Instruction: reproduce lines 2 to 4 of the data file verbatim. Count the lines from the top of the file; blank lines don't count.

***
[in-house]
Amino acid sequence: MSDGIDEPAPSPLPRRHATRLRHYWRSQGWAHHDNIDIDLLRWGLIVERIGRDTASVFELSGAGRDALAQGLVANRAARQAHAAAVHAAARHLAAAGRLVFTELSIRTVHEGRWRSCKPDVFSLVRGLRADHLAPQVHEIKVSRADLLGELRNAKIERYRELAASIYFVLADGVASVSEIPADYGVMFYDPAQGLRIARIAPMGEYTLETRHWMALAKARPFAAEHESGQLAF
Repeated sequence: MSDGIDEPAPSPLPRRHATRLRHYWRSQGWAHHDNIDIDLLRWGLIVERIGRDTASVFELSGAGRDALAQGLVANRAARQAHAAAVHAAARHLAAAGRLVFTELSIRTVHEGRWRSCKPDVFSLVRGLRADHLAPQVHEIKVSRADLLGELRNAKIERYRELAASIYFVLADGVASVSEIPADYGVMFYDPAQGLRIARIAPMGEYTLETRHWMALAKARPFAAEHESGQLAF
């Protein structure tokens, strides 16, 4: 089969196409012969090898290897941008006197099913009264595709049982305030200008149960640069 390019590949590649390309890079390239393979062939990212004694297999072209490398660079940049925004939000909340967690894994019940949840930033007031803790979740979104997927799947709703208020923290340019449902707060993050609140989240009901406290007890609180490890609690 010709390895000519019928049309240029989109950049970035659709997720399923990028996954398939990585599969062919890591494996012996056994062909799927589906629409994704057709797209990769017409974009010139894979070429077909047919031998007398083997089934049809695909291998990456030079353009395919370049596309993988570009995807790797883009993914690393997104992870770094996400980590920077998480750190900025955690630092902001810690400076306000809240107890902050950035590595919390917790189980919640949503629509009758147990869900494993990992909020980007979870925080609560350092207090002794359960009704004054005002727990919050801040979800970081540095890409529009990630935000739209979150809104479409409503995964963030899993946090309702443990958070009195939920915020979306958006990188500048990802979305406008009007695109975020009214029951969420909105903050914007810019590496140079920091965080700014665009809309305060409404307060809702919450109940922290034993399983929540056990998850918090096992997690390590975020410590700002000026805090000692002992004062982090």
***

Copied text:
Amino acid sequence: MSDGIDEPAPSPLPRRHATRLRHYWRSQGWAHHDNIDIDLLRWGLIVERIGRDTASVFELSGAGRDALAQGLVANRAARQAHAAAVHAAARHLAAAGRLVFTELSIRTVHEGRWRSCKPDVFSLVRGLRADHLAPQVHEIKVSRADLLGELRNAKIERYRELAASIYFVLADGVASVSEIPADYGVMFYDPAQGLRIARIAPMGEYTLETRHWMALAKARPFAAEHESGQLAF
Repeated sequence: MSDGIDEPAPSPLPRRHATRLRHYWRSQGWAHHDNIDIDLLRWGLIVERIGRDTASVFELSGAGRDALAQGLVANRAARQAHAAAVHAAARHLAAAGRLVFTELSIRTVHEGRWRSCKPDVFSLVRGLRADHLAPQVHEIKVSRADLLGELRNAKIERYRELAASIYFVLADGVASVSEIPADYGVMFYDPAQGLRIARIAPMGEYTLETRHWMALAKARPFAAEHESGQLAF
């Protein structure tokens, strides 16, 4: 089969196409012969090898290897941008006197099913009264595709049982305030200008149960640069 390019590949590649390309890079390239393979062939990212004694297999072209490398660079940049925004939000909340967690894994019940949840930033007031803790979740979104997927799947709703208020923290340019449902707060993050609140989240009901406290007890609180490890609690 010709390895000519019928049309240029989109950049970035659709997720399923990028996954398939990585599969062919890591494996012996056994062909799927589906629409994704057709797209990769017409974009010139894979070429077909047919031998007398083997089934049809695909291998990456030079353009395919370049596309993988570009995807790797883009993914690393997104992870770094996400980590920077998480750190900025955690630092902001810690400076306000809240107890902050950035590595919390917790189980919640949503629509009758147990869900494993990992909020980007979870925080609560350092207090002794359960009704004054005002727990919050801040979800970081540095890409529009990630935000739209979150809104479409409503995964963030899993946090309702443990958070009195939920915020979306958006990188500048990802979305406008009007695109975020009214029951969420909105903050914007810019590496140079920091965080700014665009809309305060409404307060809702919450109940922290034993399983929540056990998850918090096992997690390590975020410590700002000026805090000692002992004062982090």